Photoshop tip : action within an action

here’s a tip based on one from a brilliant online resource — Tiny Tutorials. you really should subscribe to that site — it’s awesome.

you can record an action in photoshop. you do it so that you can replicate particular sequences of commands on future images. this is invaluable to anyone interested in streamlining their workflow. if you’re using photoshop and NOT already using actions, you’re probably a loony.

but you probably already knew that. however, you may not already know that you can easily include an existing action in your recording of a new action. the image below shows that, while recording an action (“Screen Grab”), you can click on another action (“yellow highlights) and PLAY it :

screen grab showing how to play an existing action while recording a new action

this results in a “play action…” command being added into your new action :

screen grab showing "play action" command added to new recording

two things to be careful of if you start using this method :
• playing another action during recording WILL actually play that action on the image you’re currently working on; and
• do not move or rename your actions, or the “play action…” command will fail when it can’t find the action to play.

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upgrade or go to hell

it looks like Adobe are giving their customers the finger — with a recently announced change to their upgrade policy :
“With regards to upgrades, we are changing our policy for perpetual license customers. In order to qualify for upgrade pricing when CS6 releases, customers will need to be on the latest version of our software (either CS5 or CS5.5 editions). If our customers are not yet on those versions, we’re offering a 20% discount through December 31, 2011 which will qualify them for upgrade pricing when we release CS6.”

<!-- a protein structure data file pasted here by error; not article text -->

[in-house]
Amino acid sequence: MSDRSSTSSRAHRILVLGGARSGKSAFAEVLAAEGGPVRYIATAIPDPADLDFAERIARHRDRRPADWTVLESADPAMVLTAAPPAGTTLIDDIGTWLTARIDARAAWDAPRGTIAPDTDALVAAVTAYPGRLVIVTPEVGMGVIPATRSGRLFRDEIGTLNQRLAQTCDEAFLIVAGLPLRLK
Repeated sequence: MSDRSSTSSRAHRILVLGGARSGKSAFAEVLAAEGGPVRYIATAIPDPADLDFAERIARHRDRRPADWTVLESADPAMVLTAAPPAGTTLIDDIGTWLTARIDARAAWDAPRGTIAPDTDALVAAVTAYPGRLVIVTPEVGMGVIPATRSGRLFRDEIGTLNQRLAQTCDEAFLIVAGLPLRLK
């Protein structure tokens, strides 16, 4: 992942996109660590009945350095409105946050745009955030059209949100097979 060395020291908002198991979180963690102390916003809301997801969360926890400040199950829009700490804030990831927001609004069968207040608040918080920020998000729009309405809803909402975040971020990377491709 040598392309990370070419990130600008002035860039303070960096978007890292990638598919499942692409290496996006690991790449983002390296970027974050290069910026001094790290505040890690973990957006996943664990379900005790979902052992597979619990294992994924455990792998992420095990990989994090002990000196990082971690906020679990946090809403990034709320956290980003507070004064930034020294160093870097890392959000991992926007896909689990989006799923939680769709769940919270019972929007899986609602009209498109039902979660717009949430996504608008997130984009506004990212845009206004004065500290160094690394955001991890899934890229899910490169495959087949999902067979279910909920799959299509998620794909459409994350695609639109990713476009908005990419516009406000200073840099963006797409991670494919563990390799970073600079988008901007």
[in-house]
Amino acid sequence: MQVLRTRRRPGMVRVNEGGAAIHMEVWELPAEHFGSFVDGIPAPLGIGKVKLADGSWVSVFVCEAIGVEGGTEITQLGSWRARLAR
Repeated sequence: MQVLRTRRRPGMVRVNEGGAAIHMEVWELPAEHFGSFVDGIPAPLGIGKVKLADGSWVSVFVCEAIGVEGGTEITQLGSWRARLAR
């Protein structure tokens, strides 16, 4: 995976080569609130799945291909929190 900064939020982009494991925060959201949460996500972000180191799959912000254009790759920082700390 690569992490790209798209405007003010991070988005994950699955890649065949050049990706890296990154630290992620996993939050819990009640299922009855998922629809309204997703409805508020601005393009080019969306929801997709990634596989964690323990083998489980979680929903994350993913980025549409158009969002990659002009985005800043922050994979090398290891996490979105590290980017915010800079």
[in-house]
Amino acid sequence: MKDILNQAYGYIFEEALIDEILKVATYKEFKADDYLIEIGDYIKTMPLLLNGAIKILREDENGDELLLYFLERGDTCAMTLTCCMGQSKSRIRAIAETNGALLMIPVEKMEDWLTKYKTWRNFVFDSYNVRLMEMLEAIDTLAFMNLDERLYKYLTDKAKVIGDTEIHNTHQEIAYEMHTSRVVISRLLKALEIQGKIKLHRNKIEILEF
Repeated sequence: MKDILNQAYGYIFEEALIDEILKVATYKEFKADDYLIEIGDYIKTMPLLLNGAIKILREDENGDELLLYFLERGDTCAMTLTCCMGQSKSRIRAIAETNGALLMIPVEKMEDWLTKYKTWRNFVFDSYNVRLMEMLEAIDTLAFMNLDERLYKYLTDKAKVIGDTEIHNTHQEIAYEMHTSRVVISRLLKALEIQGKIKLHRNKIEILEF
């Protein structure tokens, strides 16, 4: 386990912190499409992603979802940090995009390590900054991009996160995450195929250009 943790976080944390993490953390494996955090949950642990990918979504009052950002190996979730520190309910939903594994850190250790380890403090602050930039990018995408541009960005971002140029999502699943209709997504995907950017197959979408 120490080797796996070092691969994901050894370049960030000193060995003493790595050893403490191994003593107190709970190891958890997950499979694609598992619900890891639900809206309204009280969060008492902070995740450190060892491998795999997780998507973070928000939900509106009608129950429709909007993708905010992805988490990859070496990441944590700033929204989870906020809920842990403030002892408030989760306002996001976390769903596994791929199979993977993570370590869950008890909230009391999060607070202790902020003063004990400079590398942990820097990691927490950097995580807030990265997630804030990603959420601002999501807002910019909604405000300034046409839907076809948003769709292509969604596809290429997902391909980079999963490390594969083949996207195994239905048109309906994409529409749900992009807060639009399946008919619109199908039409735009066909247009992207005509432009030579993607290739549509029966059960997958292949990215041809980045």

you can read the full post here : Adobe Creative Cloud and Adobe Creative Suite: New Choices for Customers.

this announcement was made only a month ago — giving users a very small window of opportunity if, indeed, they hear about the change at all.

photoshop guru, Scott Kelby, has published a very polite plea in An Open Letter To Adobe Systems.

let’s hope Adobe are sensible enough to heed the voice of reason.

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InDesign tip : #11

a brilliant little feature in InDesign is screen mode. it lets you quickly get a clean preview of a page — with all hidden characters, guides, grids, frame edges and the pasteboard hidden. in other words, you can go from this (normal screen mode) :

screen garb of page in normal screen mode

… to this (preview screen mode) :

screen grab of page in preview screen mode

… in an instant. there are also options for both bleed and slug screen modes.

you can access this from the view menu or, even easier, from the bottom of the tool panel (this grab is from CS2, other versions are similar) :

screen grab of tool panel showing screen mode button at bottom

but by far the easiest way is with the simple keyboard shortcut ‘W’. just make sure you’re not editing text when you use it. you can have the text tool selected, no worries, just don’t have it active in a text frame.

but wait, there’s more…
the default background colour is light grey — a good, all-purpose colour — but you can change it to anything you like, in your preferences :

screen grab of Guides & Pasteboard preferences showing preview background option

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